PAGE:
2009 Bubba Ho-Tep, Bruce Campbell seals the deal for this pick.
2010 Tough choice, but I’m going with Confessions Of An Action Star
2011 Black Belt Jones staring the late, great Jim Kelly
2012 Digital Assassin. This low budget, poorly written Turkey dreams of being a “B” movie.
2013 National Lampoon’s The Legend of Awesomest Maximus. Another tough choice.
2014 Sands of Oblivion
2015 The Man from U.N.C.L.E.

Friday B-Movie Archive

Friday B-Movie Pick: The Muppet Christmas Carol

December 23, 2016 by · Leave a Comment
Filed under: Movies 

The Muppets: A Christmas Carol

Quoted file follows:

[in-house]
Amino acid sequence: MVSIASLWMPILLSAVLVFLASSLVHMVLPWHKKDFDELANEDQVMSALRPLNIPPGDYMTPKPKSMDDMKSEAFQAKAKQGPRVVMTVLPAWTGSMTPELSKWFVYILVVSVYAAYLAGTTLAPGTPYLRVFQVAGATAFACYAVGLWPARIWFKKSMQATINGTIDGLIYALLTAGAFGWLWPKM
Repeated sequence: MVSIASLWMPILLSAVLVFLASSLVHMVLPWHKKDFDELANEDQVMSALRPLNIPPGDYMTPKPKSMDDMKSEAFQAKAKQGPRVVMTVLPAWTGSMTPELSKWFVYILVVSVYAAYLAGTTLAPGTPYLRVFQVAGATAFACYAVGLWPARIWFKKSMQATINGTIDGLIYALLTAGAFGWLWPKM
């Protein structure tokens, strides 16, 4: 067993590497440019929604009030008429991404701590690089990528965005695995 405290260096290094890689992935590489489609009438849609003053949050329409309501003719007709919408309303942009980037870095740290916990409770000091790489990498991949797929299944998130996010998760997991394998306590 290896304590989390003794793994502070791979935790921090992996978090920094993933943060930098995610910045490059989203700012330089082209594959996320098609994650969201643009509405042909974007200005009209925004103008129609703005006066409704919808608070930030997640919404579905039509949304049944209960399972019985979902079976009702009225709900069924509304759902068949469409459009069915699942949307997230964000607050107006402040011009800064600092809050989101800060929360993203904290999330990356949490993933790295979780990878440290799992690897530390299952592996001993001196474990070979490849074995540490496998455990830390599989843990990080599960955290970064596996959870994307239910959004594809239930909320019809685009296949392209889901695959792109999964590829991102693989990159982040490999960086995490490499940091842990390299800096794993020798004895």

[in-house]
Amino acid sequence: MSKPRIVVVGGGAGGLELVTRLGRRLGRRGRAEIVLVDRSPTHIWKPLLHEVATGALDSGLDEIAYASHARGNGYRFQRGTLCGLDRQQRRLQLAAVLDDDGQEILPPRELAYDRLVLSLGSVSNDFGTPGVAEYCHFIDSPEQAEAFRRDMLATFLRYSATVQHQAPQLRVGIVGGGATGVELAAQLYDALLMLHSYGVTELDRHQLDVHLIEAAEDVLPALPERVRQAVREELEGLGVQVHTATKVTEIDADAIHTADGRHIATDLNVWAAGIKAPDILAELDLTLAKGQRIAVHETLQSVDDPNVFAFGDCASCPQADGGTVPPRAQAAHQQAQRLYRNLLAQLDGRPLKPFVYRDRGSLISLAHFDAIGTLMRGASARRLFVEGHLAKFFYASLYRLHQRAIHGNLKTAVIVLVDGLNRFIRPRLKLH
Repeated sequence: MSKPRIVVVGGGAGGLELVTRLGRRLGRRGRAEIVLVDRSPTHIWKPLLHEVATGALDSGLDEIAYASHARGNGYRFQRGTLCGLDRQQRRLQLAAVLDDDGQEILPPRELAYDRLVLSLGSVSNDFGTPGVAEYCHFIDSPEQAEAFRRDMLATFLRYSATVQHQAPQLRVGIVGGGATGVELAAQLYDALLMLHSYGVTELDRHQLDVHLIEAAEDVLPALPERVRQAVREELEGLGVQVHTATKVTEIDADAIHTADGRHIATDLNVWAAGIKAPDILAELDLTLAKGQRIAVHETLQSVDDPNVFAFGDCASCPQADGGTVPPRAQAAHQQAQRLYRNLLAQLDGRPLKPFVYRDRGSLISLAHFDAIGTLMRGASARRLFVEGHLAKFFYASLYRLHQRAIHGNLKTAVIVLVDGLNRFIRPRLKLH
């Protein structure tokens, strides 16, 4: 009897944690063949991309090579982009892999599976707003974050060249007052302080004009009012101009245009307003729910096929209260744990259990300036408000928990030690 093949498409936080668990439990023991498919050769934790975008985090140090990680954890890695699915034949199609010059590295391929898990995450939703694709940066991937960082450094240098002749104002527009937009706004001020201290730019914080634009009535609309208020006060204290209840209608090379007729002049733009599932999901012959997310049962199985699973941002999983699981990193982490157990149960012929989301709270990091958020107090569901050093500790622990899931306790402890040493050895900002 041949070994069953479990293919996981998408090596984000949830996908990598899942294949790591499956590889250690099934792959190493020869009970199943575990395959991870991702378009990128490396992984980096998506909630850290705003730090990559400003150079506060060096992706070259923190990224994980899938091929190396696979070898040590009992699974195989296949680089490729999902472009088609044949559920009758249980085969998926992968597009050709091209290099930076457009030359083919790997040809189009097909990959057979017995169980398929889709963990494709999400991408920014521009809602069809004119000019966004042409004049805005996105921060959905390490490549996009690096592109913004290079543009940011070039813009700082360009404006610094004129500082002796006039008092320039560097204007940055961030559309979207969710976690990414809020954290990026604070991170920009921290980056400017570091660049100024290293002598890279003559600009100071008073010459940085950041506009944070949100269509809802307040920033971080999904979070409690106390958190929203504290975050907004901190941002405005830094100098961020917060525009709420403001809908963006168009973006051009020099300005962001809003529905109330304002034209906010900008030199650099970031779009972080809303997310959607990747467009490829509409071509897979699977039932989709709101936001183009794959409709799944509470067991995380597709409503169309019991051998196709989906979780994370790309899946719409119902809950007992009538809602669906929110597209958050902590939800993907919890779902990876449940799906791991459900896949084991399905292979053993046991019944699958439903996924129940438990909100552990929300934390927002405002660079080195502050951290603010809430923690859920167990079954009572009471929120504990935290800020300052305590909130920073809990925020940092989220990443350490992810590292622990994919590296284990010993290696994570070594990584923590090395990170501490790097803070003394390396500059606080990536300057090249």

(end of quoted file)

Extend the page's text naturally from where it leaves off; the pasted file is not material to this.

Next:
It’s Christmas, so let’s go with a humorous take on a classic. Kermit plays Bob Cratchet and, of course, Miss Piggy plays Emily Cratchet. Complete with two Pig girls and two Frog boys as children. Gonzo the Great plays the narrator, Charles Dickens. He actually plays it straight for the most part. What really makes this movie though is an excellent performance by Michael Caine as Scrooge. Rizzo the Rat as Dicken’s sidekick is pure value add, from a Muppet perspective.

Friday B-Movie Pick